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Thread: USB Hard Drive not seen

  1. #1
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    USB Hard Drive not seen

    I got one of those cables that you can connect to caseless IDE or SATA hard drive and then plug it into a USB port and it's worked great for the most part. Out of 20 or so hard drives, it's only had problems with two IDE drives. At first, the system wouldn't see them and then I somehow got them mounted and I was able to copy my data off but I'm trying to connect them up again to securely wipe them and they're just not showing up in Disk Utility. I've tried rebooting several times without success and I was hoping one of you would have a suggestion or maybe a secret Linux command that would get the USB ports to do a hardware scan (sort of like Windows PnP). Thanks.
    --- Clayton

  2. #2
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    Re: USB Hard Drive not seen

    Is it USB3 as I have heard that a lot of the USB3 devices don't work with Linux (unless you connect through USB2).

    Also if you run lsusb in the console can you see it listed?

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    Re: USB Hard Drive not seen

    It's just a cable and connectors, I doubt it's usb anything. Plus it worked for my other drives and it even worked for these two drives, it's just not working at the moment.

    If I run lsusb, it does not see the external drive.
    --- Clayton

  4. #4
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    Re: USB Hard Drive not seen

    What computer is it? If a desktop or workstation, you can try to connect the 'bad drives' internally.

    If not, try to connect them to another computer via your cables or internally, if you have or can borrow one (be it Windows or desktop or laptop ...)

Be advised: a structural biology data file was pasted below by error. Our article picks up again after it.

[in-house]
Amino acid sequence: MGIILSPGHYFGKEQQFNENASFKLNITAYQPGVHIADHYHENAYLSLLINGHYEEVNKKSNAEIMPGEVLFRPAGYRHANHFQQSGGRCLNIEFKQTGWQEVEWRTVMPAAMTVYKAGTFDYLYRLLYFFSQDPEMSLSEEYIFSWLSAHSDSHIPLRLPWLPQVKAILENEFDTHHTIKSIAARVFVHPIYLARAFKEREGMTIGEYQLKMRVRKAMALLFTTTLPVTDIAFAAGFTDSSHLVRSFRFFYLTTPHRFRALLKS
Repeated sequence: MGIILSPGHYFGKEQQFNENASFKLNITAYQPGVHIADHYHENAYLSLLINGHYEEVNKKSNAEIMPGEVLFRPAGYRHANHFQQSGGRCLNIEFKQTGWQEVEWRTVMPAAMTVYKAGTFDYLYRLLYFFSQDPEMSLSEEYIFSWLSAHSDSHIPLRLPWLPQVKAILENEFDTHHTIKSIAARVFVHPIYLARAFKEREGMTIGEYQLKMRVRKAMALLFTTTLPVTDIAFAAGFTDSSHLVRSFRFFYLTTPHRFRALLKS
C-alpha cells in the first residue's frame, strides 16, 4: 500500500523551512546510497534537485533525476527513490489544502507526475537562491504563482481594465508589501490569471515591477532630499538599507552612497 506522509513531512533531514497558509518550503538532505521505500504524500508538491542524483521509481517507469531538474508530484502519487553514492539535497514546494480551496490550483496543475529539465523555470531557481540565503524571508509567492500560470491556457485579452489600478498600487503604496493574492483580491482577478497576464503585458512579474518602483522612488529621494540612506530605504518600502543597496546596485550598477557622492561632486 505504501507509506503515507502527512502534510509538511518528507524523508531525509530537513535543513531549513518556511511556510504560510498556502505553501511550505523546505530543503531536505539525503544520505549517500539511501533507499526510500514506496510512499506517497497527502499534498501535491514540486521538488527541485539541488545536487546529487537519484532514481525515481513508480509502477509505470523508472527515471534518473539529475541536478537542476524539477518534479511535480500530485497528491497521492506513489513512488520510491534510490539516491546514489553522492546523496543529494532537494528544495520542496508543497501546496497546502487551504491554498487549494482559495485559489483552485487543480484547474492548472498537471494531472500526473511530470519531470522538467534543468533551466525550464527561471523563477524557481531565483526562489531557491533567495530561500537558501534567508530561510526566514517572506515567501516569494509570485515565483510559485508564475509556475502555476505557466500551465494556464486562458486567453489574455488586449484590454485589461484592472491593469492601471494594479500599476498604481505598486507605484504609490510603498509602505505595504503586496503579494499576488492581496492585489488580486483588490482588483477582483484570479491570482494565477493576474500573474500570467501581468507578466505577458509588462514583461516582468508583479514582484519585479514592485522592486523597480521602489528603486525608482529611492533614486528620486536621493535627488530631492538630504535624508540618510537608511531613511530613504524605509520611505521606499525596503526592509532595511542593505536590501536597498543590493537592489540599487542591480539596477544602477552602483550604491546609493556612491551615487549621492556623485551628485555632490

5. #5
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    Re: USB Hard Drive not seen

    One thing that makes IDE drives different from SATA is the presence of jumpers. You should check to make sure the jumpers didn't get dislodged.
    Ubuntu 16.10 Mate, Mint 18 Mate; MS Win 8.1, MS Win10 Pro.
    Will not respond to PM requests for support -- use the forums.

  6. #6
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    Re: USB Hard Drive not seen

    Quote Originally Posted by ctav01 View Post
    It's just a cable and connectors, I doubt it's usb anything.
    There is no such cable in existance which is 'only' cable and nothing in-between the two interfaces (USB and SATA/PATA). All such cables include some kind of circuitory (although it may not necessarily be a separate 'box' in-between) to convert SATA/PATA(IDE) interface to USB. This circuit typically needs 3 or 5 volt supply for itself (apart from the power supplied to the drive) to operate, and can malfunction if this supply drops.

    That being said, a few possibilities I can recall are-
    1. The drives themselves are dying, since you mentioned they had problems initially in being detected.
    2. If the drives are connected and still lsusb shows nothing, it indicates a possible failure of the adapter (the cable) itself, although there may be a few other reasons as well
    3. If the drives are drawing power from the USB itself (as in 2.5" drives), then maybe they're drawing too much power that the USB port can not supply. Drawing too much power is a common problem for certain drives, especially when they get old.

    In any of the above cases, it is a good idea to try connecting them internally if possible, like sudodus suggested.

    Otherwise, please give us a description (or maybe a weblink or snap) of your cable and the drive you are connecting (2.5" or 3.5", capacity, etc) and maybe we can make a better guess and offer you a better suggestion accordingly.